By JULHAS ALAM and WASBIR HUSSAIN, Associated Press
DHAKA, Bangladesh (AP) — At least 18 people have died as massive floods ravaged northeast India and Bangladesh, leaving millions of homes under water and cutting transport links, officials said. authorities on Saturday.
In the Indian state of Assam, at least nine people have been killed in the floods and 2 million have seen their homes submerged, according to the national disaster management agency.
Meanwhile, lightning in parts of neighboring Bangladesh killed nine people on Friday.
Both countries have asked their armies for help as further flooding looms and rains are expected to continue over the weekend.
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The Brahmaputra, one of Asia’s largest rivers, breached its mud dykes, inundating 3,000 villages and farmlands in 28 of Assam’s 33 districts.
“We are expecting moderate to heavy rain in several parts of Assam until Sunday. The amount of rainfall has been unprecedented,” said Sanjay O’Neil, a weather station official from Gauhati, the capital. of Assam.
Several rail services have been canceled in India amid relentless downpours for the past five days. In the town of Haflong in southern Assam, the railway station was under water and flooded rivers deposited mud and silt alongside the train tracks.
The Indian Army has been mobilized to help disaster response agencies rescue stranded people and deliver food and other essentials. Soldiers used speedboats and inflatable rafts to navigate submerged areas.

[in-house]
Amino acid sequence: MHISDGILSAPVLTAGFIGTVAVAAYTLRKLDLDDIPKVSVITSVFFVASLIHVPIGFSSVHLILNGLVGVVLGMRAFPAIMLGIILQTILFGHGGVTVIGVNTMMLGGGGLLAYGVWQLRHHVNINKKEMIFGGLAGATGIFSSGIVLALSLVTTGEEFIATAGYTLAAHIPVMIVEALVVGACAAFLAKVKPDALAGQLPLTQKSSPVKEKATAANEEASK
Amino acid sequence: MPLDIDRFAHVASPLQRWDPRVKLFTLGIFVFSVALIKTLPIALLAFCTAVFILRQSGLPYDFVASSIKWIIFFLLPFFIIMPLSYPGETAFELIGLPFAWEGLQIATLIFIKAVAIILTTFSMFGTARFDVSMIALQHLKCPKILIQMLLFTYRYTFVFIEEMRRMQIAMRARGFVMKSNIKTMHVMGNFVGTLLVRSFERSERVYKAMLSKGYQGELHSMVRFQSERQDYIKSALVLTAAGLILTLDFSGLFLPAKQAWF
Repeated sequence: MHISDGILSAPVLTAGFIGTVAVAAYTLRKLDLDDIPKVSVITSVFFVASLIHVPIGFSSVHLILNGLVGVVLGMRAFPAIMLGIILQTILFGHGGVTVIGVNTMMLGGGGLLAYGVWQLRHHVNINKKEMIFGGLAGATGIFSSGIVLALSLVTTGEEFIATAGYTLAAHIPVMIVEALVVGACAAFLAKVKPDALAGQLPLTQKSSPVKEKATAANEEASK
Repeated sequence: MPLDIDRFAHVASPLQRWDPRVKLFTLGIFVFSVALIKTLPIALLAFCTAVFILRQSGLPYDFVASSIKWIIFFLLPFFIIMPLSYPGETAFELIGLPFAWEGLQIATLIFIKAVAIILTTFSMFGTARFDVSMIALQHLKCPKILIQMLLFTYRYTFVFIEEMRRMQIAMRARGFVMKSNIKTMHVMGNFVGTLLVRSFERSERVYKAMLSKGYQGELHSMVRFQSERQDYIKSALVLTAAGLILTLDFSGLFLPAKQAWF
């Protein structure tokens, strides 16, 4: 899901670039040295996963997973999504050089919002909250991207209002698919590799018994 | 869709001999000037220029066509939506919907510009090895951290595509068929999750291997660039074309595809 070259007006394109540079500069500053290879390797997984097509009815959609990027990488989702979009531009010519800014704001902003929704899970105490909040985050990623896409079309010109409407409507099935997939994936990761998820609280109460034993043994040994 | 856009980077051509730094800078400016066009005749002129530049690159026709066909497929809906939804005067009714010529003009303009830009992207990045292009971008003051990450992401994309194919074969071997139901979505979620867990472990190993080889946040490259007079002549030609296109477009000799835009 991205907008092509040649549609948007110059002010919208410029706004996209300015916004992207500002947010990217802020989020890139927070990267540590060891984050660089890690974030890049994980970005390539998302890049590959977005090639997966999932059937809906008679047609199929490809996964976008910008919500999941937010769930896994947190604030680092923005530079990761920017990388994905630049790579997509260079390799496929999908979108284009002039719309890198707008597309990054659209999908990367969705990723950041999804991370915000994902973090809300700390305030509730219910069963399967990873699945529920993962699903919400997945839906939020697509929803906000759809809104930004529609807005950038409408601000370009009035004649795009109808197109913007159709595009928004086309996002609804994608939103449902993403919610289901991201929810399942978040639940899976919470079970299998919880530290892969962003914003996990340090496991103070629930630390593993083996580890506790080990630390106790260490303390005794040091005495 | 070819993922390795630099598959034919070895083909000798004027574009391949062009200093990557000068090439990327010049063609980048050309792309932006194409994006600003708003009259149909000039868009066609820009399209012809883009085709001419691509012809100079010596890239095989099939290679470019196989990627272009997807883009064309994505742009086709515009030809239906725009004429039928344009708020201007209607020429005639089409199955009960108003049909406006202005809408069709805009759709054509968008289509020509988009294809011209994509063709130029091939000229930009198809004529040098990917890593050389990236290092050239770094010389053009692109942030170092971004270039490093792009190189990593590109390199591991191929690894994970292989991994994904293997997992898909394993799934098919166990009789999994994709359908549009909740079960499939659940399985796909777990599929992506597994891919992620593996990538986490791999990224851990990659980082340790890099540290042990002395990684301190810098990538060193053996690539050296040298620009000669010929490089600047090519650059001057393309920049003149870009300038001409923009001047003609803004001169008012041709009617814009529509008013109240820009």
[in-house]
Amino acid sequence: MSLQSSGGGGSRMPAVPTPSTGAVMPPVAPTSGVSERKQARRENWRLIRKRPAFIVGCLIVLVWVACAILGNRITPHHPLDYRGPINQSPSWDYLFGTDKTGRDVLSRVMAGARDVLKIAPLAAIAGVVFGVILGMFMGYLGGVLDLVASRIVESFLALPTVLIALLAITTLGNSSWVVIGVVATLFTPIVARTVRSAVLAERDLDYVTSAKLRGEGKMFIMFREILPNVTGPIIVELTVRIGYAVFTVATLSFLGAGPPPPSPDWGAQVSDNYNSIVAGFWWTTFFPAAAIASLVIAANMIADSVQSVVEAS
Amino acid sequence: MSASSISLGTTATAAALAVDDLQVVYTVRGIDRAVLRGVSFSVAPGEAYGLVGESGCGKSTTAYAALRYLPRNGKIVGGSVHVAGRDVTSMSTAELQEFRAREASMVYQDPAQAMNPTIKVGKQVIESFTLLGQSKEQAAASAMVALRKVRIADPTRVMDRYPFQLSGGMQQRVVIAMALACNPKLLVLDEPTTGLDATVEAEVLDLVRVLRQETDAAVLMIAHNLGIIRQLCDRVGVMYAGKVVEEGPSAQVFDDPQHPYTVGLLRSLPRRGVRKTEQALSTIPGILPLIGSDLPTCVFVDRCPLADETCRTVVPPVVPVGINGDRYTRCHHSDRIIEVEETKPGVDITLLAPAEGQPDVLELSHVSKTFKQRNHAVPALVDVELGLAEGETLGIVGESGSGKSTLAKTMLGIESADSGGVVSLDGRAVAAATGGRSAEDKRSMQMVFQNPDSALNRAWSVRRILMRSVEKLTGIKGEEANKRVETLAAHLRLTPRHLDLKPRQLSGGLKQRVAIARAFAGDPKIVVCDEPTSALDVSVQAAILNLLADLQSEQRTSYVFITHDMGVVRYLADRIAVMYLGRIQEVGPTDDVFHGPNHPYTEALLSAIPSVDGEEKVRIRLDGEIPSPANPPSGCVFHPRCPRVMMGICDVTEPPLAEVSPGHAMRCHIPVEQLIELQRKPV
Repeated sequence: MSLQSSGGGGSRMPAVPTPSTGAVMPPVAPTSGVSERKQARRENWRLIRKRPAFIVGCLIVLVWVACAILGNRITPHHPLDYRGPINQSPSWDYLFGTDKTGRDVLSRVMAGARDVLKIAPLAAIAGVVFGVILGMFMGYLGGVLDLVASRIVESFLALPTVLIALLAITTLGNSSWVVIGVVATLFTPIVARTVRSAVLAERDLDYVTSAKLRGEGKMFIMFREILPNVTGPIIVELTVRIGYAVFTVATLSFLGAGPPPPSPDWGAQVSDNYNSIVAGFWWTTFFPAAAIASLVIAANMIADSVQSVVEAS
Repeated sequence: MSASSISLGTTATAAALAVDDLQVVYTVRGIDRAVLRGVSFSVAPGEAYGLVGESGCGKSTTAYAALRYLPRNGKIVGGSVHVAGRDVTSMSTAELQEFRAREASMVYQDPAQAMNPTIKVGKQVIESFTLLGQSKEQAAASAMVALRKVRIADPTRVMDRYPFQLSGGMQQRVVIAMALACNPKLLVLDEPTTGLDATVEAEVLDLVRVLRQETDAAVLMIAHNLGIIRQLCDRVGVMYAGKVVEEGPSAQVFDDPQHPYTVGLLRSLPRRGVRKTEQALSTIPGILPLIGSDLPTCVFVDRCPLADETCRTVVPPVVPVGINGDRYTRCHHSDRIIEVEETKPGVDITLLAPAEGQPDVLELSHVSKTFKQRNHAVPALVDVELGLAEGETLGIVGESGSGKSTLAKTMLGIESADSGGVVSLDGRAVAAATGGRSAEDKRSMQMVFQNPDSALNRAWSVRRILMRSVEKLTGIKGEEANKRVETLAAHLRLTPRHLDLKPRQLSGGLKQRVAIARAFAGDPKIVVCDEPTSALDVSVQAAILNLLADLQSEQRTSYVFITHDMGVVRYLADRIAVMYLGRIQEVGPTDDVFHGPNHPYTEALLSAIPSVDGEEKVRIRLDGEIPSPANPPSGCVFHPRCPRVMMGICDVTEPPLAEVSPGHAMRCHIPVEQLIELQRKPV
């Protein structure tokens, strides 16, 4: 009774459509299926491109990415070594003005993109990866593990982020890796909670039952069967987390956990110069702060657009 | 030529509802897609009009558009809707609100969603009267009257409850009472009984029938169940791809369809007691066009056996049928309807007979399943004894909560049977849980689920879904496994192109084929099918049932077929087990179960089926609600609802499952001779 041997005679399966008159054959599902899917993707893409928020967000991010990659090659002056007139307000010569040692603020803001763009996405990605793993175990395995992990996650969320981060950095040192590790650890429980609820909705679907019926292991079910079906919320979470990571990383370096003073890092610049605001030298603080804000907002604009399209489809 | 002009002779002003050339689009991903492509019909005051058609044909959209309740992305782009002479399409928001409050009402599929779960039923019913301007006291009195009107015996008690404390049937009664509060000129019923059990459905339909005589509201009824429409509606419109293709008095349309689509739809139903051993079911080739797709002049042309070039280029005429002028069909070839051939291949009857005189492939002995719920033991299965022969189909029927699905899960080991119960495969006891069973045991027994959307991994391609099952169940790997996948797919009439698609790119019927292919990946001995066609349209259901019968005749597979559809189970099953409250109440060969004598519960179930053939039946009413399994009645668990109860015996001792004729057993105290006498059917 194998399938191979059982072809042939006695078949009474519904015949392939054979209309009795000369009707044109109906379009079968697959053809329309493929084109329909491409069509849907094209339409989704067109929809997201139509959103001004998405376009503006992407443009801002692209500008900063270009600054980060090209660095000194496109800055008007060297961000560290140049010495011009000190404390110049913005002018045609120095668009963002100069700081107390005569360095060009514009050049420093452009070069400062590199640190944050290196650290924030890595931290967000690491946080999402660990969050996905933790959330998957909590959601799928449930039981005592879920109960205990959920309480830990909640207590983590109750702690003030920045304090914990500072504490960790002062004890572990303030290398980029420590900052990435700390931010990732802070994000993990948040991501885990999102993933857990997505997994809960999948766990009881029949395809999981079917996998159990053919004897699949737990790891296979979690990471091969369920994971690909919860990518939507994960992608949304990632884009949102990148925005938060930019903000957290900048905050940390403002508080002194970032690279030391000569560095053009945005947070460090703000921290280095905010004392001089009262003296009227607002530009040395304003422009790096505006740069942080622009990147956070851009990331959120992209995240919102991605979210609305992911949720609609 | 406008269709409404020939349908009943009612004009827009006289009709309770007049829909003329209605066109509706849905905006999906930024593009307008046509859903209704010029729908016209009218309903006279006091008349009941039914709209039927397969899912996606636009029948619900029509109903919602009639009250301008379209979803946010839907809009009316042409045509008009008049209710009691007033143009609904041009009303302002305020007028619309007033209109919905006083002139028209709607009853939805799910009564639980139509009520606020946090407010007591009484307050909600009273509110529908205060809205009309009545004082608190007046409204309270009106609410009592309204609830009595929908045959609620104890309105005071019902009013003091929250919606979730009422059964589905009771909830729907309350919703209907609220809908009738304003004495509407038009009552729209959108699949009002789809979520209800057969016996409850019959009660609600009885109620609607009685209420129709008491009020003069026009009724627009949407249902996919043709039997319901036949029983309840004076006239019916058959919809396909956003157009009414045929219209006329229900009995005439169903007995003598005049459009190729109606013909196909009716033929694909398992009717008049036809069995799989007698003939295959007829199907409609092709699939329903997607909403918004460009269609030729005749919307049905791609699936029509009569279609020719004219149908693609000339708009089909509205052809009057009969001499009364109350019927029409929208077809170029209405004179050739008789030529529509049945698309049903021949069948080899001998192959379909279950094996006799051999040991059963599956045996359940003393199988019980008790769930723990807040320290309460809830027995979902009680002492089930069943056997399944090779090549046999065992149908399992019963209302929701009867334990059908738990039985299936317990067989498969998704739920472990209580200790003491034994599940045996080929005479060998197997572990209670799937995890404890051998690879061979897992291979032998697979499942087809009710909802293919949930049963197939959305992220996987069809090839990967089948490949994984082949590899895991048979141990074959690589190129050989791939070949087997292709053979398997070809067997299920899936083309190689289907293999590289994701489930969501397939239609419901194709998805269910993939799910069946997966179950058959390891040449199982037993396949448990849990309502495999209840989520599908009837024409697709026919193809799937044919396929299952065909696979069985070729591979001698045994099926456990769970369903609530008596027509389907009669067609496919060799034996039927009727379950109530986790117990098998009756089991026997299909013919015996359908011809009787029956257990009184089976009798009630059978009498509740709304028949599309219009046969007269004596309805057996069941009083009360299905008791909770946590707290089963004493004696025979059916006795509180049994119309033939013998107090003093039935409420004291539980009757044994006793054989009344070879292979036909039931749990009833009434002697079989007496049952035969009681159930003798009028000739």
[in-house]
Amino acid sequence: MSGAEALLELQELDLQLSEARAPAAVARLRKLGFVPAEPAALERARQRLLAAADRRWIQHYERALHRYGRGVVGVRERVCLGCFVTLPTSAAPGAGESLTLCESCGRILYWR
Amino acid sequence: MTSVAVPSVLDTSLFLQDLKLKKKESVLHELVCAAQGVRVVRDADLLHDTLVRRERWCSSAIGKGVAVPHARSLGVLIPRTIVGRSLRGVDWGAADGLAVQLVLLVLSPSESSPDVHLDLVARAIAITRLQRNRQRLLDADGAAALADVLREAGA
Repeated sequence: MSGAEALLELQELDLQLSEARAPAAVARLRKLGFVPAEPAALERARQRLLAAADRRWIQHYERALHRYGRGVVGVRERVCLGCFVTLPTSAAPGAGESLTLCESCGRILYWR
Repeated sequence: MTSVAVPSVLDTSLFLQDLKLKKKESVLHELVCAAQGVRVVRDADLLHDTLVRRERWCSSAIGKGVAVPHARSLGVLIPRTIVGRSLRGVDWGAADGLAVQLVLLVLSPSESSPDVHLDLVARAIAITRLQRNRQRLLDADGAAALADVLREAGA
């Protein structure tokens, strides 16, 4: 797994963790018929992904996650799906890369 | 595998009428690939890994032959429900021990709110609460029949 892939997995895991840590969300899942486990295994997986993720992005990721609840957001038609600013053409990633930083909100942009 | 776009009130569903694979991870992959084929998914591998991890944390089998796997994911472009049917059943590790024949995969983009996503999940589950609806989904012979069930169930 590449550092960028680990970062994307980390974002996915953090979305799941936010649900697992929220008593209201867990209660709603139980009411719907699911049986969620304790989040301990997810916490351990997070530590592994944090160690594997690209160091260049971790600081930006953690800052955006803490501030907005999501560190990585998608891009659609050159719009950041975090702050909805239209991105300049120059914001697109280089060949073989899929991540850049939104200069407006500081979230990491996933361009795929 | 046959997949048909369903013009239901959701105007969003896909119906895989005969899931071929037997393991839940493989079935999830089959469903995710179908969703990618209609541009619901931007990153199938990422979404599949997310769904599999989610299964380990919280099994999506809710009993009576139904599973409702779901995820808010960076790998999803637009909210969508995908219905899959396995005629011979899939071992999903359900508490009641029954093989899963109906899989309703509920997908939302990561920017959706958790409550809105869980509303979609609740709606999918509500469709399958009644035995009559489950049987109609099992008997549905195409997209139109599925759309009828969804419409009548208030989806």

In Bangladesh, the districts close to the Indian border were the most affected.
According to the flood forecasting and warning center in Dhaka, the capital, the water level of all major rivers in the country was rising. The country has about 130 rivers.
The center said the flood situation is likely to deteriorate in the worst affected districts of Sunamganj and Sylhet in the North Eastern region as well as Lalmonirhat, Kurigram, Nilphamari and Rangpur districts in northern Bangladesh.
Flight operations at Osmani International Airport in Sylhet were suspended for three days as floodwaters nearly reached the runway, according to Hafiz Ahmed, the airport manager.
Last month, a pre-monsoon flash flood, triggered by an upstream rush in India’s northeastern states, hit northern and northeastern parts of Bangladesh, destroying crops and damaging houses and roads. The country was just beginning to recover when further rains flooded the same areas again this week.
Bangladesh, a nation of 160 million people, is low lying and faces threats from natural disasters such as floods and cyclones, exacerbated by climate change. According to the UN’s Intergovernmental Panel on Climate Change, around 17% of Bangladesh’s people are expected to be displaced within the next decade if global warming persists at the current rate.
Hussain reported from Gauhati, India.
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